1 Friday, 19th December 1997
3 (2.30 pm)
4 JUDGE CASSESE: May I call the Registrar -- to ask the
5 Registrar to call out the number and name of this case?
6 THE REGISTRAR: This is IT-95-17/1-I, the Prosecutor against
7 Anto Furundzija.
8 JUDGE CASSESE: Thank you. Let me check whether the
9 equipment for interpretation works. I would like to ask
10 the accused if he can hear me in a language he
11 understands. Can you hear me?
12 THE ACCUSED: Yes.
13 JUDGE CASSESE: We may now commence with this hearing. As
14 you know, this is the initial appearance of the accused
15 before the International Criminal Tribunal for the
16 former Yugoslavia. This hearing is being held in
17 accordance with the Statute of the Tribunal and our
18 Rules of Procedure and Evidence, to charge formally the
19 accused. As you know, these proceedings are being
20 recorded and will be available to the public.
21 Rule 62 of the Rules of Procedure requires that
22 the accused, after having his indictment confirmed by a
23 judge and after having been arrested and surrendered to
24 the custody of the International Tribunal, must be
25 formally charged at a procedure described as the initial
2 I would like now to ask the accused to rise and
3 state for the Trial Chamber his name, date and place of
4 birth and the name of the attorney whom he has chosen to
5 represent him.
6 THE ACCUSED: My name is Anto Furundzija, born 8th July
7 1969, in Travnik, in Travnik municipality.
8 JUDGE CASSESE: May I have the name of your attorney, the
9 attorney you have chosen?
10 MR FURUNDZIJA: Mr Joka.
11 JUDGE CASSESE: Thank you.
12 MR FURUNDZIJA: You are welcome.
13 JUDGE CASSESE: May I have the appearances for the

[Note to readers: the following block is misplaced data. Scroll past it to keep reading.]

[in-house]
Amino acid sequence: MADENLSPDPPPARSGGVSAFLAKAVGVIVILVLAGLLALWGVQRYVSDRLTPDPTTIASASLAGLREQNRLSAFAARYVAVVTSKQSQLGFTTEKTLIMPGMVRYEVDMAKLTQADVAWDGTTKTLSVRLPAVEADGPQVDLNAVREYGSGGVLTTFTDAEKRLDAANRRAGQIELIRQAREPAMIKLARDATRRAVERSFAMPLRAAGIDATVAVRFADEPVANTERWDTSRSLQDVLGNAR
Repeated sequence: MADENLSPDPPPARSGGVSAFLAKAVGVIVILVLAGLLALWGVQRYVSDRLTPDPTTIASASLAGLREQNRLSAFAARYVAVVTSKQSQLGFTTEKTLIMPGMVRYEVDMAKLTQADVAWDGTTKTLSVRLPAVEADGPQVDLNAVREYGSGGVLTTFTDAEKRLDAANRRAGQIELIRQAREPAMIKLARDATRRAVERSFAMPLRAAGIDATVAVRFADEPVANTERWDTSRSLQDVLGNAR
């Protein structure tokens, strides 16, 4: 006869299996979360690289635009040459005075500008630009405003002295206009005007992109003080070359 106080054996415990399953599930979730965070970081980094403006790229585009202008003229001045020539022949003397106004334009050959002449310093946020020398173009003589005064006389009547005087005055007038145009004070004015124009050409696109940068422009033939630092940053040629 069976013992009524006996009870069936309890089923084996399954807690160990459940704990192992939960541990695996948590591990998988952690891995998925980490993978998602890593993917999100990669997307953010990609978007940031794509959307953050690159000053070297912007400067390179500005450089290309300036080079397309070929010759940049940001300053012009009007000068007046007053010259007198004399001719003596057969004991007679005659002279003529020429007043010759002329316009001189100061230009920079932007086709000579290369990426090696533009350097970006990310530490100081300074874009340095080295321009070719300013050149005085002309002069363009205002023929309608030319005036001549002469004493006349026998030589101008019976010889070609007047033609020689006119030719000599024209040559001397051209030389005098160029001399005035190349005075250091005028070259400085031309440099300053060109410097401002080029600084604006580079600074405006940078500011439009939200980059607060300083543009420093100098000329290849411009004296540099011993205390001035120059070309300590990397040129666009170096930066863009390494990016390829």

15 MR HARMON: Good afternoon, Mr President, your Honours and
16 counsel. My name is Mark Harmon, I represent the
17 Prosecutor's Office this afternoon in these
19 JUDGE CASSESE: Thank you. I will now turn to the counsel
20 for the accused and I would like to ask him to introduce
21 himself. Could you introduce yourself and spell your
22 name clearly? Please would you also indicate which bar
23 you work with.
24 MR JOKA: Your Honours, my name is Srdjan Joka, I am an
25 attorney from Croatia and am a member of the Bar
1 Association of the Republic of Croatia. I was told to
2 spell my name, S-R-D-J-A-N J-O-K-A. I think that is
4 JUDGE CASSESE: Thank you so much. Could you confirm that
5 your qualifications, credentials and other necessary
6 documents have been provided to the Registry of our
8 MR JOKA: Yes, I can confirm that, and I can add that I am
9 on a register of the appointed Defence counsel at the
11 JUDGE CASSESE: Thank you. Let me say a few words about the
12 rules which govern our proceedings today, and I will try
13 simply to summarise them very quickly. As you know,
14 Article 20 of the Statute of the International Criminal
15 Tribunal requires us inter alia first of all to satisfy
16 ourselves that the rights of the accused are respected;
17 then to confirm that the accused understands the
18 indictment, and thirdly, call upon the accused to enter
19 a plea to the charges against him in the indictment.
20 You may also know that the rights of the accused
21 are detailed in Article 21 of the Tribunal's Statute.
22 This article provides inter alia that the accused shall
23 be entitled to a fair and public hearing, he shall be
24 informed promptly and in detail, in a language which he
25 understands, of the nature and cause of the charges
1 against him, and that he must be given adequate time and
2 facilities for the preparation of his defence and to
3 communicate with counsel of his own choosing.
4 As I have already indicated, Rule 62 of our Rules
5 of Procedure and Evidence of this Tribunal governs the
6 initial appearance. This Trial Chamber must be
7 satisfied that the accused's right to counsel has been
8 respected, the indictment must be read to the accused in
9 a language he speaks or understands and the Trial
10 Chamber must be satisfied that the accused understands
11 the indictment.